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FAQs

Our Frequently Asked Questions list is the best place to start for help.

1. Team registration and logistics

To be registered as a DEVELOPMENT team, do all members need to be in grade nine or under?

YES. To be a DEVELOPMENT team, each and every member of a team must be in year nine or under (otherwise they would be PRO Senior), and each and every member must have never before competed in F1 in Schools Australia (otherwise they would be PRO Junior).

In terms of DEVELOPMENT class registration, what does ‘participation in F1 in Schools’ mean?

In terms of “participation” in F1 in Schools (Rules and Regulations), this refers to those students who have been REGISTERED as a competing team for F1 in Schools Australia.To register as a DEVELOPMENT team, ALL students must fit the DEVELOPMENT criteria, otherwise the team is classed as PRO; that is, if any student has competed before or is in grades 10-12, the team is professional.

Is there a student age limit on the competition?

YES. The competition is open to student teams from Years 5 right through to Year 12.

Can students from ProJUNIOR grades compete in ProSENIOR teams?

YES. ProSENIOR teams can include students from ProJUNIOR grades (5-9), however the team as a whole will be classed as ProSENIOR, and will compete in that category.

2. Rules and regulations

Can DEVELOPMENT class teams design and manufacture special wheel systems, eg. bearings?

NO. DEVELOPMENT teams must adhere to the special rules and regulation addendum (Rules and Regulations). DEVELOPMENT teams must use the REA provided wheel and axle systems. The only exception is the axles, which can be manufactured out of a different material, however must be the same dimensions as the REA provided axles.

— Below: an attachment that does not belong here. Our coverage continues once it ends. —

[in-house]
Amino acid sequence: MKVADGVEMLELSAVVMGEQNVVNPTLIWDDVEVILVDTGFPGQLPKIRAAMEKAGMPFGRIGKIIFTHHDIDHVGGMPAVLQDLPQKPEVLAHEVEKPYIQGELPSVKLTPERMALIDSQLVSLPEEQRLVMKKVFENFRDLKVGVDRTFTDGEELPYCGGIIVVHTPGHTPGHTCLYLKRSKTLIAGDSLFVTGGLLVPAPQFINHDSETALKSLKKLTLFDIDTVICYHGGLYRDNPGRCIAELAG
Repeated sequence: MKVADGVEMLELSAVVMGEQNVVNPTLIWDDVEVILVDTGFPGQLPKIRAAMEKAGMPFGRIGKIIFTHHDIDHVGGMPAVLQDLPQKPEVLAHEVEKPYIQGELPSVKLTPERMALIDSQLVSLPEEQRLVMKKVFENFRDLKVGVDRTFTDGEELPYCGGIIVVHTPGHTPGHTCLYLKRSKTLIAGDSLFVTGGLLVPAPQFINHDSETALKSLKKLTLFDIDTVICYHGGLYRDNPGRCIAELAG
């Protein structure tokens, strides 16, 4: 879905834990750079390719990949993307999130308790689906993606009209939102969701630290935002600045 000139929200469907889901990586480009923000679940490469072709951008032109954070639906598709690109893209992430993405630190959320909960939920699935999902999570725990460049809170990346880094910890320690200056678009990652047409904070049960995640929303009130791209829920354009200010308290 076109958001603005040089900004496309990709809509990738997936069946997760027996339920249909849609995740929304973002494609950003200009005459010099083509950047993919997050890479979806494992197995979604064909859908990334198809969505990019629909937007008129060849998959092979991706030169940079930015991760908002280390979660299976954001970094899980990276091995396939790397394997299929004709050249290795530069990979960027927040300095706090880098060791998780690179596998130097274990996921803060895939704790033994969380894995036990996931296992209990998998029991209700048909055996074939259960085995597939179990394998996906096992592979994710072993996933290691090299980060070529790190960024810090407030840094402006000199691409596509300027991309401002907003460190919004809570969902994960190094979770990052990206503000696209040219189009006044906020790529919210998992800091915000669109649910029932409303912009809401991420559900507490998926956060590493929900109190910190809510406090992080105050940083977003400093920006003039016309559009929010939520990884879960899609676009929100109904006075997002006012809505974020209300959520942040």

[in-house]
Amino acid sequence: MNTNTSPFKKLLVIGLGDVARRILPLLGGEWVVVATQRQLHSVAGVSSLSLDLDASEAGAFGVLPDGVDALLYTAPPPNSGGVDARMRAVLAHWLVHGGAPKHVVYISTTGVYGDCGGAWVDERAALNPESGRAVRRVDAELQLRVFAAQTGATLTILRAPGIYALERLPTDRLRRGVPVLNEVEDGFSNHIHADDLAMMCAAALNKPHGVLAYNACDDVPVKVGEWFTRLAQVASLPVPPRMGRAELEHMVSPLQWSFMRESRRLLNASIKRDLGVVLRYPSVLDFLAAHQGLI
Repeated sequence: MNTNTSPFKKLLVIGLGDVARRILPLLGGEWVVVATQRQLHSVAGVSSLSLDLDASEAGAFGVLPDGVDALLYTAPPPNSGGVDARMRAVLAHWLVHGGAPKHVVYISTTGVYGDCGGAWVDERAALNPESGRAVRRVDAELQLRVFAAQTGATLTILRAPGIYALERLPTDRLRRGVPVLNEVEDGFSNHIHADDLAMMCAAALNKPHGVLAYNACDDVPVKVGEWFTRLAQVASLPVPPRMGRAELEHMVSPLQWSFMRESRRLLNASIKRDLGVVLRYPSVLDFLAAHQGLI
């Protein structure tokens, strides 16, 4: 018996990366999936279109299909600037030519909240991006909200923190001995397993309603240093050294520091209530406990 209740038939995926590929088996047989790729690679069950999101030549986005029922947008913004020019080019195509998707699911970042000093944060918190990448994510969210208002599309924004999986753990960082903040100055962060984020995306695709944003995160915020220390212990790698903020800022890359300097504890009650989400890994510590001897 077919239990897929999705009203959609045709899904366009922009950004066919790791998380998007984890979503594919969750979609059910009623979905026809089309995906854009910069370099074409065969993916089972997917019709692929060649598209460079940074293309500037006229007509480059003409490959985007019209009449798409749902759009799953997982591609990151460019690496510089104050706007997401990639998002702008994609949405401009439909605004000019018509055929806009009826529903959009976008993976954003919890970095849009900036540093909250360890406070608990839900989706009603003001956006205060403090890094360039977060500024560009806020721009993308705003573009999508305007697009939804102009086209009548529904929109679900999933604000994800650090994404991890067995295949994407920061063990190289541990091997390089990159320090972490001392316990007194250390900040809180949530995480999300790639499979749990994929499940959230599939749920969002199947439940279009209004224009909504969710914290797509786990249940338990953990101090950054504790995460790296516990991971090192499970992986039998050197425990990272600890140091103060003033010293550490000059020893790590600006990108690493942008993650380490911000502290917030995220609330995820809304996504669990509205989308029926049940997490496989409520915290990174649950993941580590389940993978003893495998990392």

If a car is to be machined using a smaller drill bit than the standard 6mm diameter bit, can the car have internal concave radii less than 3.5mm (as specified in the rules)?

YES. This is allowable for CONCAVE edges only. CONVEX edges are regulated as per Regulation 2f (Rules and Regulations), specifically stating that all CONVEX edges that have adjoining surfaces less than 90 degrees, MUST have a radius strictly greater than 1.5mm (there is strictly no tolerance allowance below 1.5mm).

NB: This regulation is classed as ‘critical’ (note that it is in RED). This means if it is not adhered to, the car may:

    • Be classed as unsafe to race, and disqualified (at the discretion of specification judges); and/or
    • Be penalised 2 marks (rather than 1), against the car’s specifications.

Rule 2j: Does the Virtual cargo have to be the exact measurements of 30mm x 50mm x 10mm or can it be a volumetric cargo which has the same volume but different dimensions?

It must be a rectangular prism of solid balsa wood with dimensions of (at least):

    • 30mm along the length of the car;
    • 50mm along the width of the car; and
    • 10mm high.

3. Competitions

Does it cost to enter the regional competition?

YES. All teams must register with REA before competing at their first event, usually a Regional Final. 2011 Team Competition Registration is $165.00 inc GST (once off). See Rules and Regulations.

4. Software usage

How do I create a HIGHER-QUALITY STL file?

The “quality” of an STL is determined by CATIA’s 3D quality performance settings.

    1. In CATIA V5, click Tools > Options
    2. In the left-hand column, inside the “General” node, click “Display”
    3. Click the “Performance” tab
    4. Inside the frame of “3D Accuracy”, select the option of “Fixed”, and change the associated value to about ‘0.05’.
    5. Click “OK” to save the options
    6. Save your part as an STL again, and notice the difference it makes! If you require even more accuracy, you can take the value right down to ‘0.01’, although this will mean you’ll have a higher STL file size! Remember, if your computer starts to ‘slow down’ because of the higher display quality settings, you can change them back to normal after you have saved your STLs. The default values are 3D: ‘0.20’, and 2D, ‘0.02’.